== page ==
What is Initial Exchange Offering (IEO)?

An Initial Exchange Offering (IEO) is the process by which a cryptocurrency exchange oversees the token sale process. In an IEO, a cryptocurrency exchange acts as an intermediary between the project and the investors, raising funds for the project in exchange for tokens. Typically, the exchange will promote the IEO to its users and provide a platform for contributors to buy the tokens. In return, the exchange will typically charge a listing fee and/or take a percentage of the total tokens sold. 

This structure allows projects to get their tokens listed on a major exchange right away, giving them a much needed boost in visibility and liquidity. After 2018, IEOs have grown to become a popular way to raise funds for cryptocurrency projects in recent years, as they provide greater visibility and credibility than traditional crowdfunding methods such as ICOs. 

After ICOs became rife with fraud, investor funds started drying up. Large cryptocurrency exchanges stepped in to lend their credibility to crowd sales to assure investors. They vet the project on behalf of the investor, lending legitimacy and trust.

What Is An ICO In Cryptocurrency?

An ICO operates like a company’s Initial Public Offering (IPO). An ICO is a way of raising funds used by cryptocurrency projects. In an ICO, a project sells digital tokens to investors in exchange for cryptocurrency or fiat currency. The tokens can be used to access the project’s products or services, or they can be traded on cryptocurrency exchanges. Meanwhile, funds raised in an ICO can be used to finance the development of the project or business. Often, during the ICO, retail investors purchase tokens at a stipulated price in the hope that they will appreciate just like company shares. The difference with IPOs is that ICOs are unregulated because cryptocurrencies fall in a regulatory grey area.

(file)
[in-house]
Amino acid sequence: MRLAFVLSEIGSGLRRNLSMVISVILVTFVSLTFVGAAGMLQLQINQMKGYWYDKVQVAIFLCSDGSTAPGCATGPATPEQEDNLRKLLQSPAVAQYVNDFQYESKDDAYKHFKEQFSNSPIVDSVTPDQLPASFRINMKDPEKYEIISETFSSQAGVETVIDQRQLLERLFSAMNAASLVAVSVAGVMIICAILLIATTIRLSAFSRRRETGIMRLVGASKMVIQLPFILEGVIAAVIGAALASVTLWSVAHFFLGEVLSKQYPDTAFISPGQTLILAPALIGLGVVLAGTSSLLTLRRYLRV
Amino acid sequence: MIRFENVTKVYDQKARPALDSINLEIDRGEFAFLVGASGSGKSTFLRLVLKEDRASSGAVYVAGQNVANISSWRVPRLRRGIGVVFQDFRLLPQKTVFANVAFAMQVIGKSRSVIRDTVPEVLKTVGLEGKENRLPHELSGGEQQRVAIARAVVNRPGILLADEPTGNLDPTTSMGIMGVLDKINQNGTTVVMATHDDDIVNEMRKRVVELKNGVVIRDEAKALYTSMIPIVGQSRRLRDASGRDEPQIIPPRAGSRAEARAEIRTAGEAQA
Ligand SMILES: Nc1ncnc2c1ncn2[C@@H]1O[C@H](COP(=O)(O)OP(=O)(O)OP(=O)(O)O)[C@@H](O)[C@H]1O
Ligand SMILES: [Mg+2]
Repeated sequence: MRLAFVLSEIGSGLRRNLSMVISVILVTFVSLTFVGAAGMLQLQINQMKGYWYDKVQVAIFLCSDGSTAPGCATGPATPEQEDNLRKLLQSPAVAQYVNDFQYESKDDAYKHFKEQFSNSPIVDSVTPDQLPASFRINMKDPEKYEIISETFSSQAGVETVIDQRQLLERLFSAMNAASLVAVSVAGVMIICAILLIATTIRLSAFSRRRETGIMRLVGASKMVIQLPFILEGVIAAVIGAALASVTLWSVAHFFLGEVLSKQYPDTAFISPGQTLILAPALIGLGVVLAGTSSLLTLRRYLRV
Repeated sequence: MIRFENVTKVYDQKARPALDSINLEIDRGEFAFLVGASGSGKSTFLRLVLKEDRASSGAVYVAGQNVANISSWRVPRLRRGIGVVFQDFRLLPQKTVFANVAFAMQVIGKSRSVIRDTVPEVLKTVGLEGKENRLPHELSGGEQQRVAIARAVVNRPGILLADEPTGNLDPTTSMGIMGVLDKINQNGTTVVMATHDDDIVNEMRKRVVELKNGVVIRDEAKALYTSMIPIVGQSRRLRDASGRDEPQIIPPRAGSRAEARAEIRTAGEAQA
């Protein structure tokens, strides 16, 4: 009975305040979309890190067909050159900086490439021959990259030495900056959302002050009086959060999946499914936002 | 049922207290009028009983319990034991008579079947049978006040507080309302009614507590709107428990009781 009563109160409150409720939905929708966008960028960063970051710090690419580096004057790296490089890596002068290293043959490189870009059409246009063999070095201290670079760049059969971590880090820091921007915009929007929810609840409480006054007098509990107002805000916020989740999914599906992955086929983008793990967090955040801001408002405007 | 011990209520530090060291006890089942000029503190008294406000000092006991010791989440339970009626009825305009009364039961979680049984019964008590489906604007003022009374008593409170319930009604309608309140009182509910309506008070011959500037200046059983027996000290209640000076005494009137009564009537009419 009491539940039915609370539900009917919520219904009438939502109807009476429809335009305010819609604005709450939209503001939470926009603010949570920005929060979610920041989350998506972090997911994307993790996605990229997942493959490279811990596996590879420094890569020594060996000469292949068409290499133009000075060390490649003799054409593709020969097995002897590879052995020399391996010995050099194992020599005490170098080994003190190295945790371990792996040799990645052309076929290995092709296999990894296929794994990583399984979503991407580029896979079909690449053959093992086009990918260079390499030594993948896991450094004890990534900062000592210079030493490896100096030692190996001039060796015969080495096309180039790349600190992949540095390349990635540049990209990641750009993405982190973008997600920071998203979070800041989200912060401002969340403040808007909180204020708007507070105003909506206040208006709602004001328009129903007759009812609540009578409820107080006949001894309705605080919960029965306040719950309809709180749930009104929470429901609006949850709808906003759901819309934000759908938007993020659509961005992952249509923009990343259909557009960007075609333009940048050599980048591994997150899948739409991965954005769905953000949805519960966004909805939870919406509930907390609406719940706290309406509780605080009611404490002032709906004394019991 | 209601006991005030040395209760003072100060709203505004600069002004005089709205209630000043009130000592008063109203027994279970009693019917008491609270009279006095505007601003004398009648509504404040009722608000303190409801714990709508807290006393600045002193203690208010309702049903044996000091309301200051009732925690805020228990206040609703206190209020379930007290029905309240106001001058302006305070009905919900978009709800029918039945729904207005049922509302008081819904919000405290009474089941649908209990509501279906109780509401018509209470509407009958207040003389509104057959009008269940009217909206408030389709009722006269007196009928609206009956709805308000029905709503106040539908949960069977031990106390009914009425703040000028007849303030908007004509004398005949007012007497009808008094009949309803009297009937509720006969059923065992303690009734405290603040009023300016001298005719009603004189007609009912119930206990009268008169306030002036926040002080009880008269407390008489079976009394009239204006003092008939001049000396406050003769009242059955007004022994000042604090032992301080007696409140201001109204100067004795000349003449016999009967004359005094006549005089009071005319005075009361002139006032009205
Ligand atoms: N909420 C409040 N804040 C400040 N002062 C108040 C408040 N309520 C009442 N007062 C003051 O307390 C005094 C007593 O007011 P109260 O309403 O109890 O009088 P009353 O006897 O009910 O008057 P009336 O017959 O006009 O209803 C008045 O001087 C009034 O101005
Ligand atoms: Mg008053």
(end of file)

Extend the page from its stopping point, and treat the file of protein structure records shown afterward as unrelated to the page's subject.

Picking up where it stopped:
What Is The Difference Between ICO And IEO?

An Initial Coin Offering (ICO) is a public offering of a cryptocurrency at inception to raise funds to support the project. ICOs became incredibly popular in 2017 but also drew proficient scammers. Accordingly, ICOs became controversial with over half of ICO funds going into baseless projects during the peak ICO boom. Initial Exchange Offerings (IEOs) are public offerings sanctioned by reputable cryptocurrency exchanges. Both ICOs and ICOs are in the regulatory grey area, with regulators like the SEC raising questions over unregulated securities offerings.

What Makes An ICO Valuable? 

The lucrativeness of an ICO depends on the nature of the cryptocurrency project. Unfortunately, most ICOs beyond 2017 were junk projects that ride on market hype. Great ICOs elaborately explain the value proposition of the cryptocurrency token. Besides, they must be different from other tokens in the market. Besides, the people fronting the ICO must have some repute or expertise in blockchain circles. Crypto projects with shady figures are likely to be scams. The proliferation of scams, as studies went on to reveal in 2018, gave ICOs a bad reputation, with most significant investors preferring other fundraising routes today.